Church Growth, The Theology Of The Cross, And The Theology Of Glory
|Contemporary Church Worship Service - Wikipedia|
By Dr. R. Scott Clark - Posted at The Heidelblog:
When I entered the evangelical world in the mid-70s there was much talk and teaching (and guilt manipulation) about personal evangelism but not much talk of church growth. A decade later, however, when I went to seminary, it was all the rage. I expected to study Scripture, to learn Hebrew (I did Greek in university), systematic theology, church history, homiletics, and pastoral theology. I was completely unaware of the so-called “church growth” movement. My earliest experience in a Reformed church was in a small German-Reformed congregation from the wrong side of the tracks. The “successful” and “influential” churches in my hometown tended to be on what was temporarily, “church row” on the east end of town. Meanwhile, my little German Reformed (RCUS) congregation moved toward the center of town where it has been ever since. There we talked about Scripture, doctrine, the Christian life, and “outreach” to the community but there was no expectation that we should become a large, influential presence in our heavily churched city.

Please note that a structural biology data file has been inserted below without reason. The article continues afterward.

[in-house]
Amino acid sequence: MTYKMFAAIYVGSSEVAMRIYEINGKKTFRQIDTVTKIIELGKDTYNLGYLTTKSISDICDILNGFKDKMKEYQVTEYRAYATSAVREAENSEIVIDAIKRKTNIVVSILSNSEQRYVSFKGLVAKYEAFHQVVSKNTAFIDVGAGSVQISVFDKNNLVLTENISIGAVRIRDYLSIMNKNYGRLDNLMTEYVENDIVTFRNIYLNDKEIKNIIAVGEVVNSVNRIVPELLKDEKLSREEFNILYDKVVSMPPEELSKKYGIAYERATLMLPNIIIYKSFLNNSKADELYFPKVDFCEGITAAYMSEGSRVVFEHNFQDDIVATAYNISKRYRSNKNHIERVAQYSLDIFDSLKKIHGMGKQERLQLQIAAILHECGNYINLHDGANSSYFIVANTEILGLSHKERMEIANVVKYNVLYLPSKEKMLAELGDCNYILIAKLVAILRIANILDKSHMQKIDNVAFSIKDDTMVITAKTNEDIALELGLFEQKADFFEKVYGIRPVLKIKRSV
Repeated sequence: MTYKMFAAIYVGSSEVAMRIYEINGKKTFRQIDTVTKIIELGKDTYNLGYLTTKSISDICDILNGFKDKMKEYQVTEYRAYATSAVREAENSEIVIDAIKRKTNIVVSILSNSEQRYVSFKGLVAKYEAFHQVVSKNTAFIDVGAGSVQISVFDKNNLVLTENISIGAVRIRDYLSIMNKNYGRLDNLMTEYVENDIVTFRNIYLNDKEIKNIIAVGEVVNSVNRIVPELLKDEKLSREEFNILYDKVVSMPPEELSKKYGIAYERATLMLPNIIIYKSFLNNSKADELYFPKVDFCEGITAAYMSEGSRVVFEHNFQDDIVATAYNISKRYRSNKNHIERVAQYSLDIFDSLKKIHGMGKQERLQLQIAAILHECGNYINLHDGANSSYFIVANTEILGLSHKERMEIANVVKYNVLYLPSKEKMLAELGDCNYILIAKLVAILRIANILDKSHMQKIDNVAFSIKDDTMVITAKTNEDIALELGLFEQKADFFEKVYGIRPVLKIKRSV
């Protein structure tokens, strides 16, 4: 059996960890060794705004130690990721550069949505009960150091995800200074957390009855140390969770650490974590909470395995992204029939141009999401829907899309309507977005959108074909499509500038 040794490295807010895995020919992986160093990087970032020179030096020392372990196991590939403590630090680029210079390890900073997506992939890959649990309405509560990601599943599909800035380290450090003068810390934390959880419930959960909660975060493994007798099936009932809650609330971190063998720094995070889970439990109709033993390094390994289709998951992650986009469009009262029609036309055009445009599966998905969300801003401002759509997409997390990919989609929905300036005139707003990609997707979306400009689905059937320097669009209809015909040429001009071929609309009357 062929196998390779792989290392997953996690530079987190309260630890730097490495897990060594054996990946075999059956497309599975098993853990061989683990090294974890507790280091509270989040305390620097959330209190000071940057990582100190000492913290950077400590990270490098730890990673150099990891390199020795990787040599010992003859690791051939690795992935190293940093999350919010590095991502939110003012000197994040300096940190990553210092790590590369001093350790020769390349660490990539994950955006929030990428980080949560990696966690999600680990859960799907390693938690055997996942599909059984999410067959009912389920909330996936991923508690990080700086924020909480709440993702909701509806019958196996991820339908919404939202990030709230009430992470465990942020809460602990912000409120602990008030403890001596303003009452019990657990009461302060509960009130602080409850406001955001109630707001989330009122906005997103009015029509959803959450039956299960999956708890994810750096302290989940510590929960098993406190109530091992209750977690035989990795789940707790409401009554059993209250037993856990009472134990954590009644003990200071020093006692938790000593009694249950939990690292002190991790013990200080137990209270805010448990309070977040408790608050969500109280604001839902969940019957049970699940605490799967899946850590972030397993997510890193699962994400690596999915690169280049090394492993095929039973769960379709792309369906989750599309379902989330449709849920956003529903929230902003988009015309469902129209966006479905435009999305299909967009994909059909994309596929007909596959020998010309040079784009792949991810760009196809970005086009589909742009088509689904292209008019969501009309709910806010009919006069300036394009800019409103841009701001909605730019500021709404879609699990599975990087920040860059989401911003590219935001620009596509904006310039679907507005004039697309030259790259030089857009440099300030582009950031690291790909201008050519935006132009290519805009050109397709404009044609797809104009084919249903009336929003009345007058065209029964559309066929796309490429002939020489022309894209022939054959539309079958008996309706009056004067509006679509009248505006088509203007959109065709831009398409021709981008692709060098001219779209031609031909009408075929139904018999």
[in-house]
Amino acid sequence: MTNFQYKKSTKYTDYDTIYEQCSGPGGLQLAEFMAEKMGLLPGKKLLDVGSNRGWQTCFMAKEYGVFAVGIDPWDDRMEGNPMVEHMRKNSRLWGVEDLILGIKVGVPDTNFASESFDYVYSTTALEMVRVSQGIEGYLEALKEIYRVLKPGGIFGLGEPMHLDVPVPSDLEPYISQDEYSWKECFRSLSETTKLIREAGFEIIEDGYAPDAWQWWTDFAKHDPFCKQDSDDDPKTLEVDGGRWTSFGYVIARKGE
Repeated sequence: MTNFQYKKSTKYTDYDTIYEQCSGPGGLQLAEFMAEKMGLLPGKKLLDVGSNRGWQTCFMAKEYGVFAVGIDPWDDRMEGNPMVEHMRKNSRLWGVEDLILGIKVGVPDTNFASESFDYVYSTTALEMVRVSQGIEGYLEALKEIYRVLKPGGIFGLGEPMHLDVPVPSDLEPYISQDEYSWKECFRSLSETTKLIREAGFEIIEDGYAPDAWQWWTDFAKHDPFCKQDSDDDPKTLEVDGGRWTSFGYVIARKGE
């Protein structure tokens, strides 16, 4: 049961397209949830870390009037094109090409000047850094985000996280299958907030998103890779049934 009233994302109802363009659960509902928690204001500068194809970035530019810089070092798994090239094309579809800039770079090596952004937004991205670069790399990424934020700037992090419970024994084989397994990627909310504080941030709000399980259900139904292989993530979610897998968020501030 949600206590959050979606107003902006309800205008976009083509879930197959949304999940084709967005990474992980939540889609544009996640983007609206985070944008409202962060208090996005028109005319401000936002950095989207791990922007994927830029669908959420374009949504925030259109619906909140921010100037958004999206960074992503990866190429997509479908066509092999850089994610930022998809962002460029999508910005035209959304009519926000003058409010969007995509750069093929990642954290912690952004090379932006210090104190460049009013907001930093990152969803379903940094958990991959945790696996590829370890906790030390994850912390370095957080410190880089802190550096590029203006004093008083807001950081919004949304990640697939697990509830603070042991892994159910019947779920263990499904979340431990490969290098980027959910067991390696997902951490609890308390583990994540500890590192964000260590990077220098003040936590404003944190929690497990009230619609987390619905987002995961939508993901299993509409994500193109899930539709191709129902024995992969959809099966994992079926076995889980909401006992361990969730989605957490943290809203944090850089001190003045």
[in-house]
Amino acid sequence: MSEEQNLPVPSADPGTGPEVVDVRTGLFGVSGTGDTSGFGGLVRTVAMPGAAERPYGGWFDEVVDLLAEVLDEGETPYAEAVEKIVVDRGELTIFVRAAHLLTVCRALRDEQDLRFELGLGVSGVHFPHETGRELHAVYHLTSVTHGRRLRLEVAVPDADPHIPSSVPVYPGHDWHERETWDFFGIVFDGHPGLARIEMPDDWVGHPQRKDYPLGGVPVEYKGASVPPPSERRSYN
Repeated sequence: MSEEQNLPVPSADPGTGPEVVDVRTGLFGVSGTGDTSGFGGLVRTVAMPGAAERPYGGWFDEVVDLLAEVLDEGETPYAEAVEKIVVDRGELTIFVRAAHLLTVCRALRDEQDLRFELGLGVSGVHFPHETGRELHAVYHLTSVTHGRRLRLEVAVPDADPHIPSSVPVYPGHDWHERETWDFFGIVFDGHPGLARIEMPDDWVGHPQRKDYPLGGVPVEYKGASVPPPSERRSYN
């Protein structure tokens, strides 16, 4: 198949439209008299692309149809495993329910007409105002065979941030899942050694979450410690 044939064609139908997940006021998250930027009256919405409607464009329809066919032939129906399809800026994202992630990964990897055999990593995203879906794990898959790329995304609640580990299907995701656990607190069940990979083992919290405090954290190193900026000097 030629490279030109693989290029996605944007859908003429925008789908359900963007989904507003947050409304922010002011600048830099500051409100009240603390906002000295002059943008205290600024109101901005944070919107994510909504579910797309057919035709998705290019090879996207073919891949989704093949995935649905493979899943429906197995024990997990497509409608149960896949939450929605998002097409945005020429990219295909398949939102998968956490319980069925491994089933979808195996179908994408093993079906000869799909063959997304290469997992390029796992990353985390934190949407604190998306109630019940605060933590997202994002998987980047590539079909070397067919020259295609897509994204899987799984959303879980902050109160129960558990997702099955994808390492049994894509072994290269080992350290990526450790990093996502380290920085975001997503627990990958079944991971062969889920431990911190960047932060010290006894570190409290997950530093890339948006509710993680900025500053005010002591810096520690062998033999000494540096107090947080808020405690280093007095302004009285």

In a couple of my pastoral theology courses, in seminary, taught by adjunct professors, we heard and read quite a bit about techniques for time management and church growth. Another of my professors warned me repeatedly about the dangers of “empire building” (about which he was quite right) but nevertheless, later, as a young pastor in a small congregation, I became quite taken with the church growth movement. I read the church growth literature and sought to implement it. We tried to “modernize” the service, we tried diaconal ministry, we tried “The Phone’s For You,” we tried Evangelism Explosion, we tried mass media (radio, a telephone answering machine with a devotional message, newsletters, and fliers), and summer youth ministry to name a few but nothing worked. I so emphasized every-member evangelism and church growth that one of my parishioners said in passing, “Pastor, you seem very interested in the people out there but you don’t seem very interested in us.”